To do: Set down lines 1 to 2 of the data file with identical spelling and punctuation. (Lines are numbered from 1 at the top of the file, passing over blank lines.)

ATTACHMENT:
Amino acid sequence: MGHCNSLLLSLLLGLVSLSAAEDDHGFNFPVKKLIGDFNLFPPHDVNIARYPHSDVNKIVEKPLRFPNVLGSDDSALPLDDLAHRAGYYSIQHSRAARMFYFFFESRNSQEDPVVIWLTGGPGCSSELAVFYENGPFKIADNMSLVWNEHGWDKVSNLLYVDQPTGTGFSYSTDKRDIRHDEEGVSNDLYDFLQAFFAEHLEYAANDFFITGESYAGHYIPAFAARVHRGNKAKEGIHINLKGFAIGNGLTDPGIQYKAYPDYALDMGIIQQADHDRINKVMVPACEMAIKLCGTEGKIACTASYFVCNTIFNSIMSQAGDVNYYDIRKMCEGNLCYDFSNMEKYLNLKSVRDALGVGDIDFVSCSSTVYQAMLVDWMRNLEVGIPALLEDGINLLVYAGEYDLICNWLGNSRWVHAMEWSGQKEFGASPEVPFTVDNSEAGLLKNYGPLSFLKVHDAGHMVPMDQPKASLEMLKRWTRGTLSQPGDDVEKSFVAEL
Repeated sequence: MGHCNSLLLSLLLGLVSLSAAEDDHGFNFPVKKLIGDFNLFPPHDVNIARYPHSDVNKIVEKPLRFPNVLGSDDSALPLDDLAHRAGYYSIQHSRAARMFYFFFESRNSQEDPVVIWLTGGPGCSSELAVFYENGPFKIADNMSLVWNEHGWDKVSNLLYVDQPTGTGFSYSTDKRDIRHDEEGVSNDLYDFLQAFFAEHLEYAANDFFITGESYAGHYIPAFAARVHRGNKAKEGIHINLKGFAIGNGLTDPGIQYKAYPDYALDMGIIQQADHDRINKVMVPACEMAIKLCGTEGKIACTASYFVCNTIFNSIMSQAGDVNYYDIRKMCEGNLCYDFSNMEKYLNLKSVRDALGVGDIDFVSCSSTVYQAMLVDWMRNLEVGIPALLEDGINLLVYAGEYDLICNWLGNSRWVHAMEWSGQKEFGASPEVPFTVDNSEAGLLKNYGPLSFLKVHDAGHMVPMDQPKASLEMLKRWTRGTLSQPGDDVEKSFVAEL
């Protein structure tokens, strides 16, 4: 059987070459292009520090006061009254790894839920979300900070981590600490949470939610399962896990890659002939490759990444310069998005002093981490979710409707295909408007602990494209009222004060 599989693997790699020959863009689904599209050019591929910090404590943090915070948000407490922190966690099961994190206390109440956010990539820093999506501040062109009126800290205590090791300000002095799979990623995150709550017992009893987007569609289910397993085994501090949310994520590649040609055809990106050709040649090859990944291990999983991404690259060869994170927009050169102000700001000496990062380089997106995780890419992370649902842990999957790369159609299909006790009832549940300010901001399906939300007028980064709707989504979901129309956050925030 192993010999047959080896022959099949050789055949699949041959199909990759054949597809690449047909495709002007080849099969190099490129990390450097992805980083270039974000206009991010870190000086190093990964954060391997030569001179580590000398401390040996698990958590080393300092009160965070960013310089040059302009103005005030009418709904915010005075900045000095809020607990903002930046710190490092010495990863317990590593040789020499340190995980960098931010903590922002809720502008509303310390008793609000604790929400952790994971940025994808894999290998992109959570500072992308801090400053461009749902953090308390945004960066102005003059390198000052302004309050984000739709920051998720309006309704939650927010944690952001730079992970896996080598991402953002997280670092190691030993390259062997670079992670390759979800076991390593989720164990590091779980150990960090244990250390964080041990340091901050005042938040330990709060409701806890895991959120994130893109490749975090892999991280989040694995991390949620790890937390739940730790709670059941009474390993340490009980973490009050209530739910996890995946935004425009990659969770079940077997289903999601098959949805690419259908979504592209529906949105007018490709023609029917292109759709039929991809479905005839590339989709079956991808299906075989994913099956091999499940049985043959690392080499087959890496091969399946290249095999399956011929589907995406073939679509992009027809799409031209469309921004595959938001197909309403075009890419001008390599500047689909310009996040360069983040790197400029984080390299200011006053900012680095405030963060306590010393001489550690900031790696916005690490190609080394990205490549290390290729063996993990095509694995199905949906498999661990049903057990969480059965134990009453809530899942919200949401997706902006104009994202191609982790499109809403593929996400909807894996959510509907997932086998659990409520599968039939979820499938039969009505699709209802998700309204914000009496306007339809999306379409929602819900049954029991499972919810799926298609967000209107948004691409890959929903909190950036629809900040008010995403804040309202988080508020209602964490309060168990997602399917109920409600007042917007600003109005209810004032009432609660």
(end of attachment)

Amino acid sequence: MGHCNSLLLSLLLGLVSLSAAEDDHGFNFPVKKLIGDFNLFPPHDVNIARYPHSDVNKIVEKPLRFPNVLGSDDSALPLDDLAHRAGYYSIQHSRAARMFYFFFESRNSQEDPVVIWLTGGPGCSSELAVFYENGPFKIADNMSLVWNEHGWDKVSNLLYVDQPTGTGFSYSTDKRDIRHDEEGVSNDLYDFLQAFFAEHLEYAANDFFITGESYAGHYIPAFAARVHRGNKAKEGIHINLKGFAIGNGLTDPGIQYKAYPDYALDMGIIQQADHDRINKVMVPACEMAIKLCGTEGKIACTASYFVCNTIFNSIMSQAGDVNYYDIRKMCEGNLCYDFSNMEKYLNLKSVRDALGVGDIDFVSCSSTVYQAMLVDWMRNLEVGIPALLEDGINLLVYAGEYDLICNWLGNSRWVHAMEWSGQKEFGASPEVPFTVDNSEAGLLKNYGPLSFLKVHDAGHMVPMDQPKASLEMLKRWTRGTLSQPGDDVEKSFVAEL
Repeated sequence: MGHCNSLLLSLLLGLVSLSAAEDDHGFNFPVKKLIGDFNLFPPHDVNIARYPHSDVNKIVEKPLRFPNVLGSDDSALPLDDLAHRAGYYSIQHSRAARMFYFFFESRNSQEDPVVIWLTGGPGCSSELAVFYENGPFKIADNMSLVWNEHGWDKVSNLLYVDQPTGTGFSYSTDKRDIRHDEEGVSNDLYDFLQAFFAEHLEYAANDFFITGESYAGHYIPAFAARVHRGNKAKEGIHINLKGFAIGNGLTDPGIQYKAYPDYALDMGIIQQADHDRINKVMVPACEMAIKLCGTEGKIACTASYFVCNTIFNSIMSQAGDVNYYDIRKMCEGNLCYDFSNMEKYLNLKSVRDALGVGDIDFVSCSSTVYQAMLVDWMRNLEVGIPALLEDGINLLVYAGEYDLICNWLGNSRWVHAMEWSGQKEFGASPEVPFTVDNSEAGLLKNYGPLSFLKVHDAGHMVPMDQPKASLEMLKRWTRGTLSQPGDDVEKSFVAEL